Back in August, a poll showed Obama with just a 12-point lead over Romney in Cook County, Illinois. While he posted a huge lead in the city of Chicago, the poll found him actually losing to Romney in suburban Cook County. It was a shock that I set aside as an outlier.
A new poll of Illinois’ 10th Congressional District, which includes parts of Cook County, however, suggests the August poll might not be such an aberration. The poll, from WeAskAmerica, finds Obama with just a 2 point lead over Romney, 47-45 in the suburban district. Obama won the district in 2008 by 23 points.
I know the district well. It is affluent, with high levels of education, and very socially liberal. Voters there take pride in being politically “moderate” and wear the label as a badge of honor. Since the 1980s, the district has been represented by a Republican in Congress, but not by anyone who could be mistaken for a conservative. Al Gore and John Kerry both carried the district comfortably in 2000 and 2004. And, in 2008, Obama won over 61% of the vote in the district.
Last year, during redistricting, the Democrats in Illinois made the district even more Democrat, looking to unseat freshman GOP Congressman Rep. Bob Dold (R-IL). In this poll, Dold leads his opponent by 2 points, 47-45. It should be noted that this poll was conducted before last night’s debate, so the surprising results don’t reflect Obama’s lackluster performance in Denver.
Obama’s performance in this district in 2008 was emblematic of the appeal he had then to moderates and independents. No Democrat had ever come close to posting the kind of vote he got here. It was also an enormous source of campaign donations for his election. Being essentially tied with Romney, and under the 50% threshold, shows the greatly diminished appeal he has to independents.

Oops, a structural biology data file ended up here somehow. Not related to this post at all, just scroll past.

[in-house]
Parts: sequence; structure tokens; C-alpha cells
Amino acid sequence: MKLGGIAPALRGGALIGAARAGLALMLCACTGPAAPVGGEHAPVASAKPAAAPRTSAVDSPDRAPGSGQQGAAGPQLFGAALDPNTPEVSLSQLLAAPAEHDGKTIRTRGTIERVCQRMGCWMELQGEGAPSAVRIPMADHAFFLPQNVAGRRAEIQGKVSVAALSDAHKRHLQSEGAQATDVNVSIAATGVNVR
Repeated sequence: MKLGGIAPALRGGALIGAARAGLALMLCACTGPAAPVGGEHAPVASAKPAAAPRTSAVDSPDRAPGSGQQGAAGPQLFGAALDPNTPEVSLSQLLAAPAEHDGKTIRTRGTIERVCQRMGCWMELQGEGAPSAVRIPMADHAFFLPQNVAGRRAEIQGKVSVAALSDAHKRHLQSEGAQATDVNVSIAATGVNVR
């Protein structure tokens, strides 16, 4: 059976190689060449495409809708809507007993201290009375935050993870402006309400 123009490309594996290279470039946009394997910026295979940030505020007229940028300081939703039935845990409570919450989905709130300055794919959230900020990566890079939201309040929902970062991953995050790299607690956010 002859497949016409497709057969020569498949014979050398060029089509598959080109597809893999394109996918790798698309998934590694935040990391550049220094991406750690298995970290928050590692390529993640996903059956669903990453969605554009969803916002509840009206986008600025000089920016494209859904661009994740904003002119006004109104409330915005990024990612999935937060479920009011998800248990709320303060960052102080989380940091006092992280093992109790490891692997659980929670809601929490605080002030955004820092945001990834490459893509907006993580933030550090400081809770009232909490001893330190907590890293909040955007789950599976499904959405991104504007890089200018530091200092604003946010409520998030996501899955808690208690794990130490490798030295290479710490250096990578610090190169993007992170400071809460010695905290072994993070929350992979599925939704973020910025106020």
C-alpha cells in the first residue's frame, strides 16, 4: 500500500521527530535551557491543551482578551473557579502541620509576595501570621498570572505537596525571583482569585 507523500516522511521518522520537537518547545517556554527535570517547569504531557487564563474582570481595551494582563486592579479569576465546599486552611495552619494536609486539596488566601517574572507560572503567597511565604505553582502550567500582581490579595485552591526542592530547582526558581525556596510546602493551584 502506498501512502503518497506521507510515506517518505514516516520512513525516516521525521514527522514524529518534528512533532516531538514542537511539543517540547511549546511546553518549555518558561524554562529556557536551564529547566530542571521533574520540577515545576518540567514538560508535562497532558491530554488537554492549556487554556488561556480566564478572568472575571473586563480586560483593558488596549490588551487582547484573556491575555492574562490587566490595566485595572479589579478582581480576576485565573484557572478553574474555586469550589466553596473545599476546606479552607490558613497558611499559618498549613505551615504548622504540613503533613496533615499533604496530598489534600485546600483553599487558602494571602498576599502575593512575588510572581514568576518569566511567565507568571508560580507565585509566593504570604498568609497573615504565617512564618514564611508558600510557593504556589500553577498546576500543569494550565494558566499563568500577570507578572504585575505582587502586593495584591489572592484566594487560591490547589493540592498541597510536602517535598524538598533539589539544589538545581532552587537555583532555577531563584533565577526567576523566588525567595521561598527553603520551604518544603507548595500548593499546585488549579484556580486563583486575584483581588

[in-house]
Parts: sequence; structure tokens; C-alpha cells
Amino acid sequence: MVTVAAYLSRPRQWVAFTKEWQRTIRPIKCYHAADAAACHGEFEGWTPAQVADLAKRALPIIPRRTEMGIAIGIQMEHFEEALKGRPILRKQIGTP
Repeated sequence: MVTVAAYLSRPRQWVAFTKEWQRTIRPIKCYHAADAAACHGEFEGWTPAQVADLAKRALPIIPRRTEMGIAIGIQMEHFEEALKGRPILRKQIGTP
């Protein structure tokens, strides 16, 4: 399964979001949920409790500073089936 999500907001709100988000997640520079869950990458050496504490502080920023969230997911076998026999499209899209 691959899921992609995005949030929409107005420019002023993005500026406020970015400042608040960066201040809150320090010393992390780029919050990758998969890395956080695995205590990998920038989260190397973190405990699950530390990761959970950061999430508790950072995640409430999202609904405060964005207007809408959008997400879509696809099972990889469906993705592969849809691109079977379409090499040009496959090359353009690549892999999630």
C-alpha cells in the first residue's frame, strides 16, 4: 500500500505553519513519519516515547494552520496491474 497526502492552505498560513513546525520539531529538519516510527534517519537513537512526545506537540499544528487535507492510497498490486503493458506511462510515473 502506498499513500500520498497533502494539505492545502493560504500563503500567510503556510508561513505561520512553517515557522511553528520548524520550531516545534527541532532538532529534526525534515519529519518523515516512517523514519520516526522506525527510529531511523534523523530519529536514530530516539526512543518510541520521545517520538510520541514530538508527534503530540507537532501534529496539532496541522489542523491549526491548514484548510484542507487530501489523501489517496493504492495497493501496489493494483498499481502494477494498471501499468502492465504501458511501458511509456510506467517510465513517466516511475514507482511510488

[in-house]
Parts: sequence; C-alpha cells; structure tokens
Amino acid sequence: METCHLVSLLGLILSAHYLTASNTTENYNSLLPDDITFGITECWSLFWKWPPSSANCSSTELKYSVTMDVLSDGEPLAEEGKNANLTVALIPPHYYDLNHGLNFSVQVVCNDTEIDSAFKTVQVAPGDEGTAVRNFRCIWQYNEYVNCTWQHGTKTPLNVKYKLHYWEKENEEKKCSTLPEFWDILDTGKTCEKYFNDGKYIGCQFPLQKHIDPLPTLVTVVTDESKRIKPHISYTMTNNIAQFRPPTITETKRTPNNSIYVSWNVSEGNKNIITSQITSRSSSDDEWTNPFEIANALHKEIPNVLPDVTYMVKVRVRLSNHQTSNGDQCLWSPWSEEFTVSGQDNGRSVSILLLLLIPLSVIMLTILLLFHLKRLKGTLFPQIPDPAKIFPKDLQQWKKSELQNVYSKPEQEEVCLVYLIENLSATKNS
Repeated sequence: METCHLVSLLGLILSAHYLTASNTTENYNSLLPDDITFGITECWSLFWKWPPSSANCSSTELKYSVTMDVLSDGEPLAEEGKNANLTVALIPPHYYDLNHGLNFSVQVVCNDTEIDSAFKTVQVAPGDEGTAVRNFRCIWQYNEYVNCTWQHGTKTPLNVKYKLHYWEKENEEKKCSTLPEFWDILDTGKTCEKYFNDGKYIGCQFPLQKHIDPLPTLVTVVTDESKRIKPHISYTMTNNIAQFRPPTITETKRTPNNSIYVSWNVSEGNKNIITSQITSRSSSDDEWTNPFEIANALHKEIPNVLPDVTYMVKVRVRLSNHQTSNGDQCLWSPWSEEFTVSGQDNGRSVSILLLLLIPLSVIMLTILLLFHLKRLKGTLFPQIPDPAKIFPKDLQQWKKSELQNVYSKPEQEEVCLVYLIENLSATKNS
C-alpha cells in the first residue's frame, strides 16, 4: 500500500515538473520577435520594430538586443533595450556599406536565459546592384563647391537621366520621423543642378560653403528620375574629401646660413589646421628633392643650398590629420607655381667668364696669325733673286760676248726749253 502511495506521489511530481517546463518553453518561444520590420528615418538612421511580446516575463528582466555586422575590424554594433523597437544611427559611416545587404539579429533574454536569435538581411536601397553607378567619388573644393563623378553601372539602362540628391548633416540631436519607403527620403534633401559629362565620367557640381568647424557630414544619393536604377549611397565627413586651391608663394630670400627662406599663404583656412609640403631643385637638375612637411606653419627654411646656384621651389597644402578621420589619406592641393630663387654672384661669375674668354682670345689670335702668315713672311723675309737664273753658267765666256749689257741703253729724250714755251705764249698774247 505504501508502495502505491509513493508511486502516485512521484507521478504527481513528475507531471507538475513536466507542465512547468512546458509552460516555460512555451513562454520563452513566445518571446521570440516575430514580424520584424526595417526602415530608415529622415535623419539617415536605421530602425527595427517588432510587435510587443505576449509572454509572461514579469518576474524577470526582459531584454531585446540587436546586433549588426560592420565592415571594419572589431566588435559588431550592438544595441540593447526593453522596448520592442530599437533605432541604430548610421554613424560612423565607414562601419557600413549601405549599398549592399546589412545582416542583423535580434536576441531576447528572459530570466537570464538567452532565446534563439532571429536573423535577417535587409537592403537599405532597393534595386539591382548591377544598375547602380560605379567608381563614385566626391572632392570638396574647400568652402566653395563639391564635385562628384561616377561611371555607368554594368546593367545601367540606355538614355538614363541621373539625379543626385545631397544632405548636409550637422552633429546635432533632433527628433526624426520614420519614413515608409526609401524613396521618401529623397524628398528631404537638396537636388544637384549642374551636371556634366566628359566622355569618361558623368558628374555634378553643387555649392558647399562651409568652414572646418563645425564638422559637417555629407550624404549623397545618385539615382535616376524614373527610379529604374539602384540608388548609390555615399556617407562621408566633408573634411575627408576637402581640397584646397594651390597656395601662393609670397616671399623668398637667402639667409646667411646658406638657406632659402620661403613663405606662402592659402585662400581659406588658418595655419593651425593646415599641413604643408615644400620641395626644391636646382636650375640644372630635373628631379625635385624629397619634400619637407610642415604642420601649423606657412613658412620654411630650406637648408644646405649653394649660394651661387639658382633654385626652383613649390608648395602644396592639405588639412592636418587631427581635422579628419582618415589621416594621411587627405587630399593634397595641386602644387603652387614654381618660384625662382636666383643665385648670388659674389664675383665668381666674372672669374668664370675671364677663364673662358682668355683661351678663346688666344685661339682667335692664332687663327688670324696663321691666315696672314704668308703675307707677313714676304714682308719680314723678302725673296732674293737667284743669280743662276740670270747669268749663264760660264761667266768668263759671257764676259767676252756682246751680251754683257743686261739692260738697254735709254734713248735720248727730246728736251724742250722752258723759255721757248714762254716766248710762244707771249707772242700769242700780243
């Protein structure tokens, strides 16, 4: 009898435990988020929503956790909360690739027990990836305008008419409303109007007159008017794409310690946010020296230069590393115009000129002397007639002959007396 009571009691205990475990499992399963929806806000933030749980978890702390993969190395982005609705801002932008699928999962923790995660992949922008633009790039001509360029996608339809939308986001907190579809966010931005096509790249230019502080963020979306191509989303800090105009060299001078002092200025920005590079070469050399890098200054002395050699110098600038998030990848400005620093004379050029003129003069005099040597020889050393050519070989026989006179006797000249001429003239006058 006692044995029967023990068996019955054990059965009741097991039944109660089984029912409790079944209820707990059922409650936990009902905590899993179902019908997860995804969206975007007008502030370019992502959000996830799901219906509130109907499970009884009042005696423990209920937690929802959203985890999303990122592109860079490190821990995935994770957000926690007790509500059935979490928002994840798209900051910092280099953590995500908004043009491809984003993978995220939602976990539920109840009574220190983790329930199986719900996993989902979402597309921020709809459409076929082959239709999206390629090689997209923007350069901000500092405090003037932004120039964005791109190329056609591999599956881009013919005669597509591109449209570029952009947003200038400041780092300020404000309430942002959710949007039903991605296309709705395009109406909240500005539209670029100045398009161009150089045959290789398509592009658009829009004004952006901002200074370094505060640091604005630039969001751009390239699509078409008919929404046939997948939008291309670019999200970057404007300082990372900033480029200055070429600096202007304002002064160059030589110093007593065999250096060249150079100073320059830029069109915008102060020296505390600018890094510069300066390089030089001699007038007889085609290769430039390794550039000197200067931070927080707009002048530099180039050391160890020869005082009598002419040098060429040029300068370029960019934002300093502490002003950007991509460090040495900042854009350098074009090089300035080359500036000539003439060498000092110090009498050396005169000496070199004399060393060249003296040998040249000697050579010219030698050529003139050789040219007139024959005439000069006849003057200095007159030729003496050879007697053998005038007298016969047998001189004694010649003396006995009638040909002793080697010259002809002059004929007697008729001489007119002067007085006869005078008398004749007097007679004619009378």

“For Mr. Obama to be in a statistical tie in an area that he won by around 20 points in 2008 truly reveals the failure of his Presidency,” said Illinois-based political consultant Paul Miller. “The economy is undoubtedly the key factor, but in suburbs with a large Jewish population, his treatment of Israel is also taking its toll.”
There is a sizable Jewish vote in the district. It could account for the rising dissatisfaction with Obama here. Also a factor could be the lack of leadership from Illinois’ Democrat legislative leaders, who dominate state government and are quickly bankrupting the state. The state’s debt level has exploded and recent massive tax hikes have done nothing to plug the state’s gaping budget deficits.
I should note that the sample in the poll is evenly split between GOP and Dem voters. That may be a bit generous to the GOP, but even this can’t explain the collapse in Obama’s numbers here. A drop of more than 20 points one month out from the election is damning for Obama. Of course, the poll also deliberately oversampled women. They make up around 65% of the poll’s universe. Given the purported advantage Obama has with women voters, his margin in this poll should be considerably higher.
Miller continued: “Unfortunately for the GOP, they wrote off Illinois before the campaign season began. Considering that President Obama may under-perform by a large percentage, and that his numbers in Cook County are not nearly as strong as they were four years ago, Illinois could have been in play. It may not be too late to make Illinois purple.”
Given the state of the GOP in Illinois, I’m not certain Romney could have made Illinois competitive this year. Certainly, Obama continues to have the edge in his adopted home state. But, among the base of some of his core supporters, the thrill is clearly gone.